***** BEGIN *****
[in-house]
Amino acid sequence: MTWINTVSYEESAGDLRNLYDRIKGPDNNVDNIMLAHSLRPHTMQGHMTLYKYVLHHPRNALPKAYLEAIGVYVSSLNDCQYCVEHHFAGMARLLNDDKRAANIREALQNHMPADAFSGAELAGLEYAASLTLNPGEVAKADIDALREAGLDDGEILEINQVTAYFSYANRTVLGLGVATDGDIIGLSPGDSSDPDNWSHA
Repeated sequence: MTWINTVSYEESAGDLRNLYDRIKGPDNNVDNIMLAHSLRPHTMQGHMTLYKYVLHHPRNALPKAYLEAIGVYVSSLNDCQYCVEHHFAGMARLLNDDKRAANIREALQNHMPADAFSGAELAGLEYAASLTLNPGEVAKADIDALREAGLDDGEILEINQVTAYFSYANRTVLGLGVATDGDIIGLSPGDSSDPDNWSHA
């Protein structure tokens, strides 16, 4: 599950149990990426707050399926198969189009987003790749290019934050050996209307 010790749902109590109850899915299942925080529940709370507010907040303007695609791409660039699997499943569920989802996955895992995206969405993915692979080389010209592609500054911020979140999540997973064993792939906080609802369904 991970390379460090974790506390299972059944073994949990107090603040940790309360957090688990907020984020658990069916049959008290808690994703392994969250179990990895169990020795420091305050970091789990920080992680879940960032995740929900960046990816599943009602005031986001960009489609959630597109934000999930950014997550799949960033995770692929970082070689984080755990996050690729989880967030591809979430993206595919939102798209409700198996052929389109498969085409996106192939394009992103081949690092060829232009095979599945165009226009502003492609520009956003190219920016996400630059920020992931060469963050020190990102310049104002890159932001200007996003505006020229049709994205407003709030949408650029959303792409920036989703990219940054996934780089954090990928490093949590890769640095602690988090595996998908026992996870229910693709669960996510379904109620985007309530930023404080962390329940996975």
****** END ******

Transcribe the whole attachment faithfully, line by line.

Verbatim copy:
[in-house]
Amino acid sequence: MTWINTVSYEESAGDLRNLYDRIKGPDNNVDNIMLAHSLRPHTMQGHMTLYKYVLHHPRNALPKAYLEAIGVYVSSLNDCQYCVEHHFAGMARLLNDDKRAANIREALQNHMPADAFSGAELAGLEYAASLTLNPGEVAKADIDALREAGLDDGEILEINQVTAYFSYANRTVLGLGVATDGDIIGLSPGDSSDPDNWSHA
Repeated sequence: MTWINTVSYEESAGDLRNLYDRIKGPDNNVDNIMLAHSLRPHTMQGHMTLYKYVLHHPRNALPKAYLEAIGVYVSSLNDCQYCVEHHFAGMARLLNDDKRAANIREALQNHMPADAFSGAELAGLEYAASLTLNPGEVAKADIDALREAGLDDGEILEINQVTAYFSYANRTVLGLGVATDGDIIGLSPGDSSDPDNWSHA
């Protein structure tokens, strides 16, 4: 599950149990990426707050399926198969189009987003790749290019934050050996209307 010790749902109590109850899915299942925080529940709370507010907040303007695609791409660039699997499943569920989802996955895992995206969405993915692979080389010209592609500054911020979140999540997973064993792939906080609802369904 991970390379460090974790506390299972059944073994949990107090603040940790309360957090688990907020984020658990069916049959008290808690994703392994969250179990990895169990020795420091305050970091789990920080992680879940960032995740929900960046990816599943009602005031986001960009489609959630597109934000999930950014997550799949960033995770692929970082070689984080755990996050690729989880967030591809979430993206595919939102798209409700198996052929389109498969085409996106192939394009992103081949690092060829232009095979599945165009226009502003492609520009956003190219920016996400630059920020992931060469963050020190990102310049104002890159932001200007996003505006020229049709994205407003709030949408650029959303792409920036989703990219940054996934780089954090990928490093949590890769640095602690988090595996998908026992996870229910693709669960996510379904109620985007309530930023404080962390329940996975």